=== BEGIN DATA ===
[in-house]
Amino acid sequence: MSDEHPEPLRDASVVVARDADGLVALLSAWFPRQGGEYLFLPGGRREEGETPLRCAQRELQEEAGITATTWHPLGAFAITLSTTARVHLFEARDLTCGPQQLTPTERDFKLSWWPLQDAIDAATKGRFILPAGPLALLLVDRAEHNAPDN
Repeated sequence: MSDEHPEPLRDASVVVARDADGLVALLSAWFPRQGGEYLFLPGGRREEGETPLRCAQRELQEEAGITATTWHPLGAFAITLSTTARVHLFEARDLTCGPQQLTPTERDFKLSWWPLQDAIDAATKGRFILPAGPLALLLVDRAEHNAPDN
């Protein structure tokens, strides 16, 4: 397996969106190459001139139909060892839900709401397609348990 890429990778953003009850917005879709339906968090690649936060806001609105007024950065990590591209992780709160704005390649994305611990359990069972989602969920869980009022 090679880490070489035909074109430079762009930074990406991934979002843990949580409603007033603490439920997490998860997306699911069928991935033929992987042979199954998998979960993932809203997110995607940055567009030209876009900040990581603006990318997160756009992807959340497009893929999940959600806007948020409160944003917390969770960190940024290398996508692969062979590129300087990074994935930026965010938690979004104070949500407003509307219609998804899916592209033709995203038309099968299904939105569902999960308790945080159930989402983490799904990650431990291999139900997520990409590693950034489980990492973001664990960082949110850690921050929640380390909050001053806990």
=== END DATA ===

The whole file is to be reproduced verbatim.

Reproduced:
[in-house]
Amino acid sequence: MSDEHPEPLRDASVVVARDADGLVALLSAWFPRQGGEYLFLPGGRREEGETPLRCAQRELQEEAGITATTWHPLGAFAITLSTTARVHLFEARDLTCGPQQLTPTERDFKLSWWPLQDAIDAATKGRFILPAGPLALLLVDRAEHNAPDN
Repeated sequence: MSDEHPEPLRDASVVVARDADGLVALLSAWFPRQGGEYLFLPGGRREEGETPLRCAQRELQEEAGITATTWHPLGAFAITLSTTARVHLFEARDLTCGPQQLTPTERDFKLSWWPLQDAIDAATKGRFILPAGPLALLLVDRAEHNAPDN
């Protein structure tokens, strides 16, 4: 397996969106190459001139139909060892839900709401397609348990 890429990778953003009850917005879709339906968090690649936060806001609105007024950065990590591209992780709160704005390649994305611990359990069972989602969920869980009022 090679880490070489035909074109430079762009930074990406991934979002843990949580409603007033603490439920997490998860997306699911069928991935033929992987042979199954998998979960993932809203997110995607940055567009030209876009900040990581603006990318997160756009992807959340497009893929999940959600806007948020409160944003917390969770960190940024290398996508692969062979590129300087990074994935930026965010938690979004104070949500407003509307219609998804899916592209033709995203038309099968299904939105569902999960308790945080159930989402983490799904990650431990291999139900997520990409590693950034489980990492973001664990960082949110850690921050929640380390909050001053806990």